ODDDLY enough I need to tell you that my scones have never never come out better than today. They are fluffier and lighter and much more tastier than a mix ever tasted! I am so glad that post number one made the mistake of typing the wrong milk.. but from now on I WILL be using the condensed version for my scones. and further than that I will go to the website of the company that made the condensed milk and see if there are any other wonderful ideas on there.. Thanks again.. Have a great day..
Buttermilk is what's leftover of the milk after making butter. It's very low in fat and has a sour/bitter taste.
For each 1 cup buttermilk called for in a recipe, use 1 cup plain yogurt or sour cream;
1 tablespoon lemon juice or vinegar plus enough milk to make 1 cup;
1 cup milk plus 1 3/4 tablespoons cream of tartar
To substitute 36%-40% Fat Heavy Cream
3/4 cup milk
1/3 cup butter or margarine, melted and cooled
Whipped cream is made by taking heavy cream or "whipping cream" and beating it until stiff peaks form. I wouldn't a substitute for that purpose though, only for cooking with.
Frosting is mostly butter with powdered sugar and a tiny bit of milk to make it creamy. You can differ the flavor by adding cocoa, vanilla extract, lemon juice etc (not at the same time).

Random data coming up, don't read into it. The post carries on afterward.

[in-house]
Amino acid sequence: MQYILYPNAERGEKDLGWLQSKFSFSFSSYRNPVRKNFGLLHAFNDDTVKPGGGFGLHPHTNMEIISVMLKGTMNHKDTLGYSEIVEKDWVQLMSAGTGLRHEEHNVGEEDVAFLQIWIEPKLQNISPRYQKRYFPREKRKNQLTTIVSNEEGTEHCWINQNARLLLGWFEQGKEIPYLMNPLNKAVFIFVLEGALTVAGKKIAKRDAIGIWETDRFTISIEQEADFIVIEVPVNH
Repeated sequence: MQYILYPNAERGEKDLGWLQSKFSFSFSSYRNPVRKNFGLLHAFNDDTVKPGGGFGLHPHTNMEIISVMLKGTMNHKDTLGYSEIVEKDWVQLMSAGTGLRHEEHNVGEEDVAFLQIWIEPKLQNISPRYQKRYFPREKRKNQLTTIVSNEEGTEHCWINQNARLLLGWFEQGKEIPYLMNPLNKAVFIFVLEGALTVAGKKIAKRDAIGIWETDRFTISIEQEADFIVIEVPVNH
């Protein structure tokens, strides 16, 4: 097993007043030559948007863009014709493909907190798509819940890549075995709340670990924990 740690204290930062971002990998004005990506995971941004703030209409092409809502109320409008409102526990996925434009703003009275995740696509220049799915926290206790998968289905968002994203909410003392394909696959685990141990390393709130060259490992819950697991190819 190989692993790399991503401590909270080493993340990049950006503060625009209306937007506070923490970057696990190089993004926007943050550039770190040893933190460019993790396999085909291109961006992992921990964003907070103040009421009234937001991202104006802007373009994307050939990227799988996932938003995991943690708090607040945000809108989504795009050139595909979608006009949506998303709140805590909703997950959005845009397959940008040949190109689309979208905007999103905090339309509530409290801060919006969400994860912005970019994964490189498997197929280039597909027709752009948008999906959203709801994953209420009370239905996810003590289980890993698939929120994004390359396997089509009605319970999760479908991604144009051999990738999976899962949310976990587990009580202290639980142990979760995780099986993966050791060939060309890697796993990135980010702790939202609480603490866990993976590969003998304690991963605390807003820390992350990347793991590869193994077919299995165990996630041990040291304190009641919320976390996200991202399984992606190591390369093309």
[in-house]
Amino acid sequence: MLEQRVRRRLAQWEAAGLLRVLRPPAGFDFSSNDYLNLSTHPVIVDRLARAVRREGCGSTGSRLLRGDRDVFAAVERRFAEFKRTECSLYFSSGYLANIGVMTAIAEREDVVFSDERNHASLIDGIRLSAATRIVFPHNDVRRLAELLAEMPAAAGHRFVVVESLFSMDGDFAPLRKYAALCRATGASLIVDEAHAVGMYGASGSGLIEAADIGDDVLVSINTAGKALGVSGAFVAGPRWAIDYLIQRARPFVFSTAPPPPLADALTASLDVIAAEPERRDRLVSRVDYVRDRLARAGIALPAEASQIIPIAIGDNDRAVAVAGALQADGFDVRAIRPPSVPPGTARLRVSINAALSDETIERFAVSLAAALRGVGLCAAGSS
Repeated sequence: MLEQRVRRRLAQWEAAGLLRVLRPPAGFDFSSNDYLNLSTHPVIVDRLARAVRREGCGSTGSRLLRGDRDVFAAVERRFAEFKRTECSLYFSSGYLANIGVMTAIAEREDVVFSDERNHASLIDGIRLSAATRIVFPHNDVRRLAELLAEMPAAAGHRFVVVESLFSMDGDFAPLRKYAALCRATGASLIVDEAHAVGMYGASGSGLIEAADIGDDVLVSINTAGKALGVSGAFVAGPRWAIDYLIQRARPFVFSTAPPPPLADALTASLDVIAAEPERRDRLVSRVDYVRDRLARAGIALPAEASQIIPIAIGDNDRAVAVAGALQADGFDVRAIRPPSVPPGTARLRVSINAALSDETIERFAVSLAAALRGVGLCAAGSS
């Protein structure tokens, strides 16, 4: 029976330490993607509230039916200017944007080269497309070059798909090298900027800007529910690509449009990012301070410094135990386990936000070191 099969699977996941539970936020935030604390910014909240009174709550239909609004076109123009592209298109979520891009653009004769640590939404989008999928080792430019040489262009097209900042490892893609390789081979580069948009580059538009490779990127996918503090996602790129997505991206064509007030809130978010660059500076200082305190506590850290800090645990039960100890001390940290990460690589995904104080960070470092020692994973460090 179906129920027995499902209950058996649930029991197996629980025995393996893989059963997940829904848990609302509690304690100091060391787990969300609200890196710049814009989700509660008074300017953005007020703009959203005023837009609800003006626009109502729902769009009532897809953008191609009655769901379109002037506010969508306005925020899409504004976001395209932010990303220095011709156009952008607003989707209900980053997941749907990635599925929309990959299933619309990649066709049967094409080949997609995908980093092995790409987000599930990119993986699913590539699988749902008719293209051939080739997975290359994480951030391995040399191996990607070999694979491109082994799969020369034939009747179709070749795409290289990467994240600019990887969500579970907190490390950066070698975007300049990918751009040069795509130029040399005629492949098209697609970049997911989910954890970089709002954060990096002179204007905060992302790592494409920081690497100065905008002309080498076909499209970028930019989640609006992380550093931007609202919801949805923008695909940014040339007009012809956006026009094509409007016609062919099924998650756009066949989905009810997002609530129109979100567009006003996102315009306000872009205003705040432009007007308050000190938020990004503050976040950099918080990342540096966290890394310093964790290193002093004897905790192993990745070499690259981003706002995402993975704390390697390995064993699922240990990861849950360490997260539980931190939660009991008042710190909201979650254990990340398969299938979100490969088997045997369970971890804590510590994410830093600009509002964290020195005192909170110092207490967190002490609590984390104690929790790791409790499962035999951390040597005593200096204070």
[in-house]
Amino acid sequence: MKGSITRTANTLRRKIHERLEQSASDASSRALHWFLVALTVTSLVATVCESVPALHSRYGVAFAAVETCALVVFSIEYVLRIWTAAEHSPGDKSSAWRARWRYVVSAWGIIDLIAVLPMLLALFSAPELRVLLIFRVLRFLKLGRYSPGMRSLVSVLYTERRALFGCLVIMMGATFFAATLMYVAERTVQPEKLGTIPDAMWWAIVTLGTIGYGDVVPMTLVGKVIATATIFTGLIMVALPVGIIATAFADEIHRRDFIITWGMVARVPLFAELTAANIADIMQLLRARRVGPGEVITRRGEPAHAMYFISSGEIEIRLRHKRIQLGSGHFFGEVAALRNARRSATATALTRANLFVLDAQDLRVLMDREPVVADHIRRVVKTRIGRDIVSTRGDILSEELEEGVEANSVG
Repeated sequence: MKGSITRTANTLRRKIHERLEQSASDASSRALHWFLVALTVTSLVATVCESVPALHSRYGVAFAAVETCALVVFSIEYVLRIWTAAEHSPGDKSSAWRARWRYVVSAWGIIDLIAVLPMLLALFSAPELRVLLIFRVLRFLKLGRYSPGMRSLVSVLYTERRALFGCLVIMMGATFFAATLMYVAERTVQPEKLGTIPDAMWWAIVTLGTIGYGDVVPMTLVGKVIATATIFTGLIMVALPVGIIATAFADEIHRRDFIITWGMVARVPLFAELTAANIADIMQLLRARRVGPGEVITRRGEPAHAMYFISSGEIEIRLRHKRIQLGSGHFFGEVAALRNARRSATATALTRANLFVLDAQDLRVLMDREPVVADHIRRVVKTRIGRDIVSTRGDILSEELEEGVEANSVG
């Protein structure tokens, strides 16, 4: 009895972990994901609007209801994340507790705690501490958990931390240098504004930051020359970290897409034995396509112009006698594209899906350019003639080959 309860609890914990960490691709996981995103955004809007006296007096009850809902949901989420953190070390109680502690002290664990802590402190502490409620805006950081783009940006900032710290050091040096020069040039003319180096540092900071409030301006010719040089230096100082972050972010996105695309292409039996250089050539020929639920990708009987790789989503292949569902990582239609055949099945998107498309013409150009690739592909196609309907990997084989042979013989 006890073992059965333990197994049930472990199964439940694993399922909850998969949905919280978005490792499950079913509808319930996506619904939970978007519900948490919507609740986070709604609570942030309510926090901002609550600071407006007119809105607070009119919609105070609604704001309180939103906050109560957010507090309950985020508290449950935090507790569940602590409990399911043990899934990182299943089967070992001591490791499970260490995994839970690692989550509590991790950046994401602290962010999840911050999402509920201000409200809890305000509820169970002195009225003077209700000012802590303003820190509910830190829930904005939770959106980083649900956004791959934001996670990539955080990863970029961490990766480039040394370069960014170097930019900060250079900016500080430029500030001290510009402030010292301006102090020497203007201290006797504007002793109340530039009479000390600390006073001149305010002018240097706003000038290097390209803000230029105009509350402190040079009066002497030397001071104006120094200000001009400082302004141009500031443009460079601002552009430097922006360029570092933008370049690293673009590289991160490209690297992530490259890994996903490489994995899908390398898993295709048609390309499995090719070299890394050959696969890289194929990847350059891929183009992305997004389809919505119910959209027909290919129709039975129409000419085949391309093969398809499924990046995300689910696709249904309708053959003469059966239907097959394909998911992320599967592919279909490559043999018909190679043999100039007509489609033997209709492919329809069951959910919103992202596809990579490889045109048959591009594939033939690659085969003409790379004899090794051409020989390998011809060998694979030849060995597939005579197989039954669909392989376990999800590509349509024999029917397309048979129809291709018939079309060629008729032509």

Have to agree butter + milk equals cream, but I would take it the other way. Buy the cream, use what you need and use the rest to make fresh butter. I've seen a few tutorials on this involving either a jar and some marbles and a lot of shaking or doing it the modern way by turning on you stand mixer and letting the cream whip until the little yellow flecks starting coming out. Haven't tried it yet, but it sounds like fun.
I can tell you that I have ended up with lumps of butter in my heavy cream when the carton had a rather bumpy ride. It had a relatively long trip (kept properly cold), so it probably got in quite a bit of shaking. It was a bit of a surprise when I went to make my scones ... I had to replace much more of the cream with whole milk than I had intended, but the butter was really good on the scones when they were cooked, so I was still happy.
What the marbles would do is give the cream to solidify around ... increasing the number of nucleation sites allows for more ease in getting it to turn into butter, as opposed to without, where it just has the edges of the container, which a jar would not be conducive towards (that is what happened with my carton of heavy cream, though).
Here is what I found works fro me. I use non dairy coffee creamer fat free(powder form), you can use it as you like turn it into a heavy paste and you can make a roux, thin it down as needed and I even mix it with lemon juice to make a buttermilk substitute. And if I need the creaminess of a thicker or richer flavor I turn to Parmesan or Mozzarella cheese -the fact that it melts down easily and adds the nuttiness of the cheese and its fat is the good kind. I don't go heavy with it because its a healthier version.